I have never been here before but Crystal River is a very special spot for my gyro.  This is where it was built by Terry Eiland who is now a gyro CFI flying his new Sparrowhawk.  Terry and his wonderful wife Linda are kind enough to meet us at the airport and he slides the gyro into its old spot in his hangar so it will be out of the weather for a few days.  Terry looks over the machine and points out a few maintenance items I should watch out for.  He does this on the pretext of giving me some sage advice on gyros but underneath I think he just wants to see his baby is still being cared for properly.     


April 1, 2005
Crystal River to Vandenberg to Sarasota, Florida

Before leaving for Sarasota Terry teaches me how to make several adjustments to make the gyro fly smoother.  I then taxi back to the grass strip and pour the power on for takeoff.  In a few minutes I'm again following a road through the trees.   I had hoped to fly along the coast but it looks low and swampy and there is a good headwind.  To further urge me on the weather forecast is for deteriorating weather.  I wanted to fly direct to Sarasota but half way along the headwind has me slowed to 45-50 knots so I drop in for a quick gas top off at Vandenberg before resuming my flight south.  Sarasota is a big International airport.  The largest airports in the country such as New York, LA, Dallas, Denver, Boston, etc. are class B airports.  The next level airports including Sarasota are Class C and even these airports can have high levels of airline traffic.  Sharing the runway with a 727 is always an exciting moment.  I contact approach and they gladly clear me towards the airport.  When the approach controller transfers me to the tower frequency I get a few questions about the gyro but the tower operator smoothly fits me in with the fast moving jet traffic and even thanks me when I land right at the taxiway and am off the runway in seconds.   The line guy parks me alongside a row of Robinson helicopters and behind a dozen corporate jets on the ramp.  Putting the covers on the gyro is a difficult task in the 20 knot gusts but I soon have it covered and head into the FBO to await friends who are meeting me here.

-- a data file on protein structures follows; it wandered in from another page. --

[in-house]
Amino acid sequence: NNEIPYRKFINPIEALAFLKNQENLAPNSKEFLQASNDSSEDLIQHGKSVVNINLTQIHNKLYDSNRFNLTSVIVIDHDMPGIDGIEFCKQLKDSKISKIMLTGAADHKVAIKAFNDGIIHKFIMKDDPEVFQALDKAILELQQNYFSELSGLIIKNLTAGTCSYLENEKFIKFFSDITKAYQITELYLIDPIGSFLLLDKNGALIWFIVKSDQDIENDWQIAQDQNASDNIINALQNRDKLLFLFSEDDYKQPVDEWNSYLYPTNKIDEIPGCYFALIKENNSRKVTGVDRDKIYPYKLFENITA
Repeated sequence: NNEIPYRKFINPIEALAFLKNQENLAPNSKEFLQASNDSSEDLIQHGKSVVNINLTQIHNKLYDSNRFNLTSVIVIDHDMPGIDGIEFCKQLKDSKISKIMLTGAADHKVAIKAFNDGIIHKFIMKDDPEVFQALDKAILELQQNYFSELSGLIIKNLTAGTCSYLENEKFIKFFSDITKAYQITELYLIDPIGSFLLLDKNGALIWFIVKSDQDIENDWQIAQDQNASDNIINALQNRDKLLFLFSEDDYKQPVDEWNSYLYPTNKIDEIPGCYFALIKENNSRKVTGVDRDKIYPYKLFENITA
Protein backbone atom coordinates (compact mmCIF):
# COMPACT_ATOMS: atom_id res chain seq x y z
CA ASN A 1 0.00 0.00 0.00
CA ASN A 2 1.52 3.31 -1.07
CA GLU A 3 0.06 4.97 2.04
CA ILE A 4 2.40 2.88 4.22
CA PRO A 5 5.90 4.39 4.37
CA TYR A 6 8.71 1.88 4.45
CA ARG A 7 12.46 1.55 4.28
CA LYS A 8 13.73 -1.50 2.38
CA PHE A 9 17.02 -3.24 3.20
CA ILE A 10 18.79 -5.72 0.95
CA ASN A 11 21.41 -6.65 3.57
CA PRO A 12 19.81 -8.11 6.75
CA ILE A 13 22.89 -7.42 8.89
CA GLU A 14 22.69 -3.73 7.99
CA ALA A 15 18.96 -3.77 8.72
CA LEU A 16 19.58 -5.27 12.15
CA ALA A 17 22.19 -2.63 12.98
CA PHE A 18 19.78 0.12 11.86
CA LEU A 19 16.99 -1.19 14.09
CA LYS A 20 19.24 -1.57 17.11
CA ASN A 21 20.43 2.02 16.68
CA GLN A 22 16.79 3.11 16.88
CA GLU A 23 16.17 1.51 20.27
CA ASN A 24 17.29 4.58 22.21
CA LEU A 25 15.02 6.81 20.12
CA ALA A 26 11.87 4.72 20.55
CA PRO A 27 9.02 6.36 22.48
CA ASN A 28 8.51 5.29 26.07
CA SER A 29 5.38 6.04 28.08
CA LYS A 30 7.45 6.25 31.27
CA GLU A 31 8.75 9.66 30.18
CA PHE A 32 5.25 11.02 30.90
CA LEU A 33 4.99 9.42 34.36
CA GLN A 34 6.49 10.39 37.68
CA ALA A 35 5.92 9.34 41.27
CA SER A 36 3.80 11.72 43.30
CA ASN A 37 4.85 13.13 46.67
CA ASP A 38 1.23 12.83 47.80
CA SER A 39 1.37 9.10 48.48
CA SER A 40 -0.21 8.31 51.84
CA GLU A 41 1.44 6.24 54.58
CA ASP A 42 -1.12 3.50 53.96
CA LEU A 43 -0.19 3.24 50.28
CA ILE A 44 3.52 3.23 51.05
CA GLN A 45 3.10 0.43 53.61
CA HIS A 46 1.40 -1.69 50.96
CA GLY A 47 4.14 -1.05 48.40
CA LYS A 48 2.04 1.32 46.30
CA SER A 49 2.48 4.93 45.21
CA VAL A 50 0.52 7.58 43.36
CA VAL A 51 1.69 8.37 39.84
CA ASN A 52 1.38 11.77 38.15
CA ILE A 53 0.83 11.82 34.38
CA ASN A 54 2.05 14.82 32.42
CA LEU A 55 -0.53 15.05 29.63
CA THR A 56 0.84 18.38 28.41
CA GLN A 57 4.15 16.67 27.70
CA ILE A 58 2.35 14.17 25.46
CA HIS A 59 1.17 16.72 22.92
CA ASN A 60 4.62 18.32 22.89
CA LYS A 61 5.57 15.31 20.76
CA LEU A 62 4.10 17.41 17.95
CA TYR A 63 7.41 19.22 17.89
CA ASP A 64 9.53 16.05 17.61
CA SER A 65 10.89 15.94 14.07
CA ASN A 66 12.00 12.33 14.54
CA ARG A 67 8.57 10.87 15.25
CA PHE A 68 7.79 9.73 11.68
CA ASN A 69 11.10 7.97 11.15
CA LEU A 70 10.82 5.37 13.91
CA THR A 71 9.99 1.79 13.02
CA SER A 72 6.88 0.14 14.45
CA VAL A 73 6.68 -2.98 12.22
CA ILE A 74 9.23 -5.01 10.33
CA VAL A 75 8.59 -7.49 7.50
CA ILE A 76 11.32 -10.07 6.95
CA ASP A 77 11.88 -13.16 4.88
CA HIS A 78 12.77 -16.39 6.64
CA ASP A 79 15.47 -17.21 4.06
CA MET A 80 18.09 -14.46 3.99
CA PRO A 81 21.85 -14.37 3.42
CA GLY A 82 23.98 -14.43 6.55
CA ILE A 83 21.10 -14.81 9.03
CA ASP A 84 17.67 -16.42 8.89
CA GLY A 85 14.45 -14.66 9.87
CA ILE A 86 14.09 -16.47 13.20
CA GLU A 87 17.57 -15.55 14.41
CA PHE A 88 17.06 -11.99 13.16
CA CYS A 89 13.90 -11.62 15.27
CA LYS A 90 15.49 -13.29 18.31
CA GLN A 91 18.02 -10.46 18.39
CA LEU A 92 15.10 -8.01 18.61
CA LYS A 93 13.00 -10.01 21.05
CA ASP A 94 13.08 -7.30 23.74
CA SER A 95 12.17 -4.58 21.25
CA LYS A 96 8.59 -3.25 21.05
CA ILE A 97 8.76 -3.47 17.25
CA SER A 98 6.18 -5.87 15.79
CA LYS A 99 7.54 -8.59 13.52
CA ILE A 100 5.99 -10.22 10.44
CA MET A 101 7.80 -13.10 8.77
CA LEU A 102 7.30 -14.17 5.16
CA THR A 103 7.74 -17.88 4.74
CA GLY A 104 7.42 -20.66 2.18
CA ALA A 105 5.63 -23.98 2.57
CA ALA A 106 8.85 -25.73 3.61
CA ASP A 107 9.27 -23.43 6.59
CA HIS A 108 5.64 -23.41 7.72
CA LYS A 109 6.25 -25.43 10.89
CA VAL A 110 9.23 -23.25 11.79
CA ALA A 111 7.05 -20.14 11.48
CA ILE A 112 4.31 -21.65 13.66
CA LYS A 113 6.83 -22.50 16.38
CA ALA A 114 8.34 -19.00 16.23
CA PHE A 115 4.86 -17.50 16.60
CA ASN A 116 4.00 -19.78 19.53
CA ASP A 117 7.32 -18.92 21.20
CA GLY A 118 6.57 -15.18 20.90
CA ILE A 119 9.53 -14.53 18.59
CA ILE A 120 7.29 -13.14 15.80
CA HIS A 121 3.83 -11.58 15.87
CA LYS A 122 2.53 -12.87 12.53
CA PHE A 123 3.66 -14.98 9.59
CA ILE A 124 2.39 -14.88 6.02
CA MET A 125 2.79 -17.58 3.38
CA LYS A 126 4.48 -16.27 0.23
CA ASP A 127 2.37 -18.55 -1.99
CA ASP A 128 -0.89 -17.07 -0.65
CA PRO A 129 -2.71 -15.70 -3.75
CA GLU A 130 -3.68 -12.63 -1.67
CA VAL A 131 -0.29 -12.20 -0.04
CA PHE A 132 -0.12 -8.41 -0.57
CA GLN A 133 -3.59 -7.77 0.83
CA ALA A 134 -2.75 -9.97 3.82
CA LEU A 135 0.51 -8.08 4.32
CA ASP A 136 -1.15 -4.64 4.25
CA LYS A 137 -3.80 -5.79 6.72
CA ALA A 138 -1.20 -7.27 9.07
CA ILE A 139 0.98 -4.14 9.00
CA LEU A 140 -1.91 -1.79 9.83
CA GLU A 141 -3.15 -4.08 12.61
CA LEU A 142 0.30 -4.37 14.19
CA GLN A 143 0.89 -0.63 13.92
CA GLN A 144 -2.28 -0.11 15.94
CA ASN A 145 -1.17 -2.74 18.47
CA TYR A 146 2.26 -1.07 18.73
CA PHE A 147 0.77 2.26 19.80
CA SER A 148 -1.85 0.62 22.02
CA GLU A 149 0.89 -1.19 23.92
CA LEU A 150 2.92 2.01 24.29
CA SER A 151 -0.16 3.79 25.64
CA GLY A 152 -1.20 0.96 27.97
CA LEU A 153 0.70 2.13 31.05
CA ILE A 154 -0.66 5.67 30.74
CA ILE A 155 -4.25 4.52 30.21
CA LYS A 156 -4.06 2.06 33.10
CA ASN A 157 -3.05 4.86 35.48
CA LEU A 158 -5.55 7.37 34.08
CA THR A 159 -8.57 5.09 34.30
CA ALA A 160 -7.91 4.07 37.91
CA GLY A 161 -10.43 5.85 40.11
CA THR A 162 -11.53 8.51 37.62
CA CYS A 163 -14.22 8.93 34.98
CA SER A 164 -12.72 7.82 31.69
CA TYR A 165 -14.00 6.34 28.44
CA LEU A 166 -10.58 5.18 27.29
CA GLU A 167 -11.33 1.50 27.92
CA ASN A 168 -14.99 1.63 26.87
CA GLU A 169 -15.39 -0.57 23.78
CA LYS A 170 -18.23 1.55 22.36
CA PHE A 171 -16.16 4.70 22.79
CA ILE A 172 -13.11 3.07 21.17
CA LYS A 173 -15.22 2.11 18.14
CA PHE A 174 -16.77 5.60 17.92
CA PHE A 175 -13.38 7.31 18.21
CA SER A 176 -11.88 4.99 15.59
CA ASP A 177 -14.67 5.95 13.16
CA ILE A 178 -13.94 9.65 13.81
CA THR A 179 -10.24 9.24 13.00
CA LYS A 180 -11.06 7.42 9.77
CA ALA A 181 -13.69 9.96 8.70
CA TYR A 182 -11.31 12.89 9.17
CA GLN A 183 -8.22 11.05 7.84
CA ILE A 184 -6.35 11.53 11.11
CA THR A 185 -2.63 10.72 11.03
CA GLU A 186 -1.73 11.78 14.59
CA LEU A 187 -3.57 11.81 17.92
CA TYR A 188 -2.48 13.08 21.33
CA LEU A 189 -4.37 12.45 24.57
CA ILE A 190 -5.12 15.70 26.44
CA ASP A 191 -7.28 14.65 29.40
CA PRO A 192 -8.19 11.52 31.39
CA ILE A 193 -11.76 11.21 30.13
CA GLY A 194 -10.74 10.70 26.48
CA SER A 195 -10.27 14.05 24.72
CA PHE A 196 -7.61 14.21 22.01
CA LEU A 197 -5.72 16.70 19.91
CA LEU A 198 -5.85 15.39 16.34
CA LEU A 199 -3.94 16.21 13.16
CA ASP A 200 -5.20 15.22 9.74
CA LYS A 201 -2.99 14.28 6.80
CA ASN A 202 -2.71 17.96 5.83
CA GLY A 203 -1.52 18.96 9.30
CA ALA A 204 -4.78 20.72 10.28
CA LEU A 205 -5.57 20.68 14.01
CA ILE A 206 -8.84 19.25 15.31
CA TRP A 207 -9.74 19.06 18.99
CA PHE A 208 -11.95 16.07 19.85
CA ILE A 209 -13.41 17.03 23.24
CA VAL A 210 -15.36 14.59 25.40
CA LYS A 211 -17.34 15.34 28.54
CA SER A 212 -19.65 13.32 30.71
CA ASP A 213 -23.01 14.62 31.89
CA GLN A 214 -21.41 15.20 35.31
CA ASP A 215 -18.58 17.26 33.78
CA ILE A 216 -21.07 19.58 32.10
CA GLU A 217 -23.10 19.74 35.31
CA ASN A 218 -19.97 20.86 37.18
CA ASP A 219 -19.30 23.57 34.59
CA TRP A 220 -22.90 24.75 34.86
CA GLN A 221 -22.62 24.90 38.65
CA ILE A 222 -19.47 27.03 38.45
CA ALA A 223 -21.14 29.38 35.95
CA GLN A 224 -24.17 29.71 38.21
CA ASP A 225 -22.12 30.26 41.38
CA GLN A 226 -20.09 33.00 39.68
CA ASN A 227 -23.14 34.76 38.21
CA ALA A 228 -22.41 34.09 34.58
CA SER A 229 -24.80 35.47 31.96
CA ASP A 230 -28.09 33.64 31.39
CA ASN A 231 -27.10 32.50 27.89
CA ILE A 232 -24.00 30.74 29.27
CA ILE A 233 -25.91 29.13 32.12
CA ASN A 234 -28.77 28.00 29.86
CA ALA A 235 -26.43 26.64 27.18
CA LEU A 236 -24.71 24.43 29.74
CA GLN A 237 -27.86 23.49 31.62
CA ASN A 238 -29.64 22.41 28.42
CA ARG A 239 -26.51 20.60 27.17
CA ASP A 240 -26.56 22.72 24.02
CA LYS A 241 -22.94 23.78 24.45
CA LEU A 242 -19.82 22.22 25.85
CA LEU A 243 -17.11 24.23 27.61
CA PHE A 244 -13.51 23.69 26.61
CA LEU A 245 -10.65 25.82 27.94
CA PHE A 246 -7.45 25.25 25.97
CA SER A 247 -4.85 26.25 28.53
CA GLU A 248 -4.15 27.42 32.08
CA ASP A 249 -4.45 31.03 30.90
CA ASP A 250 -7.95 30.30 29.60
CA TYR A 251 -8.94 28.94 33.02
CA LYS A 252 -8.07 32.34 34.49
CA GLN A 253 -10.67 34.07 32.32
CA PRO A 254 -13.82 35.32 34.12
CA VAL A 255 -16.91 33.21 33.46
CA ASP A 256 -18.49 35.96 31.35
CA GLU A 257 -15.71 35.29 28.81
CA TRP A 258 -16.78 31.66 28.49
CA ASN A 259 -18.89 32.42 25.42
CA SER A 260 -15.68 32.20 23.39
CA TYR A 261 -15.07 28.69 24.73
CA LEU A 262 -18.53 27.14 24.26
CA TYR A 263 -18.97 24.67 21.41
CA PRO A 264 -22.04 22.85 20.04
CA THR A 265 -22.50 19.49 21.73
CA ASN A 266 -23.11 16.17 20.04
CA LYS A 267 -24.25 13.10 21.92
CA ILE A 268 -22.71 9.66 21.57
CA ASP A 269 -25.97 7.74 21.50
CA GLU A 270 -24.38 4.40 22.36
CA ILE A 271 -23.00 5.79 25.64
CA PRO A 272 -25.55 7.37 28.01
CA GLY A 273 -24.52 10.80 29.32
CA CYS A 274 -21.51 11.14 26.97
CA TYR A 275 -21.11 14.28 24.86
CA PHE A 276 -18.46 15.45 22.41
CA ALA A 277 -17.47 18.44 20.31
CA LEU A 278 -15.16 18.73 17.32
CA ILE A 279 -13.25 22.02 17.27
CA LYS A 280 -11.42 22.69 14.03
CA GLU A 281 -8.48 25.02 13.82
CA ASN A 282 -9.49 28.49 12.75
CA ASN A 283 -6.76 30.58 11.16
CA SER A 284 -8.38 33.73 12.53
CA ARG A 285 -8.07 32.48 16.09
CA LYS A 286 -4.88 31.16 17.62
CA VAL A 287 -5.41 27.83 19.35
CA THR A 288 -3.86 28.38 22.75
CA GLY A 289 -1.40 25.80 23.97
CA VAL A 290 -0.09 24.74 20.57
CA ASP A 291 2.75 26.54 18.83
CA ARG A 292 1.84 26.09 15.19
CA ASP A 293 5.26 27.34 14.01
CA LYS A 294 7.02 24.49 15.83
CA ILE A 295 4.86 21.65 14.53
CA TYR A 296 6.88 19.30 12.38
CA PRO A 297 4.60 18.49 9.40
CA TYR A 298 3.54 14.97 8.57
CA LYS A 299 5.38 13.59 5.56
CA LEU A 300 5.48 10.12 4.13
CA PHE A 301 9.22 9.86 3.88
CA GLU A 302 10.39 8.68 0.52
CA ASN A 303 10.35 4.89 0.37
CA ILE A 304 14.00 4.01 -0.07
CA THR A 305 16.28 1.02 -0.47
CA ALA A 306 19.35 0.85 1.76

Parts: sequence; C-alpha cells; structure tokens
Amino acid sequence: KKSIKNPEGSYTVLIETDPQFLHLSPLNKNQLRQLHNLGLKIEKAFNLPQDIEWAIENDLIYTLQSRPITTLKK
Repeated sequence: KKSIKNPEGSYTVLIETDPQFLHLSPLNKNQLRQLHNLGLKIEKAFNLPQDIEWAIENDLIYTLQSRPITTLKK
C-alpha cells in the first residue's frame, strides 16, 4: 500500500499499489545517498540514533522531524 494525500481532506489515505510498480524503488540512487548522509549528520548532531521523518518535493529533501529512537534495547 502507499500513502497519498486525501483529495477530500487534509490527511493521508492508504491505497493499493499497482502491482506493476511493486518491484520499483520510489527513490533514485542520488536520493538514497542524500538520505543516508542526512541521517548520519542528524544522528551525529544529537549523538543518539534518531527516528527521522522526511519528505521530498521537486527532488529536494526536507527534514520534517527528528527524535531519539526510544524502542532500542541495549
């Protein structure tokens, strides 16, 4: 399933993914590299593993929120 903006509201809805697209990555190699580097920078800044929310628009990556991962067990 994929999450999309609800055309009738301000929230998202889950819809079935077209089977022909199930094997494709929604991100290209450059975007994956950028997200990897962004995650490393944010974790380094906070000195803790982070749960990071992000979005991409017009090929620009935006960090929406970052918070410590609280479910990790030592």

April 4, 2005
Sarasota to Wauchula for the Benson Days Gyro fly-in

The friendly tower operator from a few days ago is gone and has been replaced by one who is very condescending about my tiny gyro when I first call up for a departure clearance.  He tries to embarrass me by reading me my clearance as fast as he can say it but fortunately I am ready with pen in hand and I copy the clearance and read it back as fast as he had said it.  He had hoped I would have showed my incompetence by asking him to repeat it and I actually hear the disappointment in his voice when he says that my "read back" was correct.  He clears me to taxi and then follows up with the 727 taxing behind me.  After the 727 Captain finishes his own read back he says 'that sure is a nice looking gyro."  His compliment coupled with my quick read back seems to have changed the tower operator's attitude and from then on his tone is friendly and conversational as he clears me for take-off.  I get rolling as fast as possible so I don't delay the multiple jets lined up behind me.   My takeoff is speedy and I climb out steeply and turn away from the jet wash of the plane that launched in front of me.  

The flight to Wauchula is a delight.  For the first time in days I am over open fields instead of forests.  In an emergency I could land almost anywhere and the fields allow me to drop down to 50 feet off the grass and race my shadow across the landscape. 

Arriving in  Wauchula is wonderful as I see a dozen or more gyros already here for the fly-in.  That afternoon I take several friends up for scenic flights and they love their first ever views of the world from a few hundred feet with no doors or windows separating them from the scenery below.

April 4-10, 2005
Benson Days Gyro fly in, Wauchula, Florida

The next week is a blur of swapping stories with other gyro pilots, taking friends for rides, looking over the more than 60 gyros that show up and enjoying the company of new friends and old.  A few of the pilots have flown out on the airlines from the West coast, one has trailered his gyro over 1,500 miles from Texas and nearly every state in the SE is represented.  Except for myself and one gyro based 25 miles away all the other gyros arrived by trailer and the rigs these guys have made are as interesting as the gyros themselves.  I was having too much fun flying to take pictures but there are lots of photos on this website:  www.rotaryforum.com 

Several days Dee and I would join other pilots for the short flight to Sebring airport for breakfast or lunch.  The airport is next to Sebring raceway and has a terrific restaurant.  We also visited Arcadia and other local airports including the private grass runway of a gyro pilot who runs a cattle ranch.  Wauchula was hard hit by hurricanes this year and many houses still have only a blue tarp for a roof.  Fields everywhere are littered with debris, trees everywhere are torn from the ground and piles of splintered wood are all that's left of barns and outbuildings. 

After so much solo flying I delight in flying loose formations with up to 7 gyros.  Many of the pilots like to play near the airport but my friend Pat McNear and I are cross-country guys and we go off exploring the swamps for alligators and deer.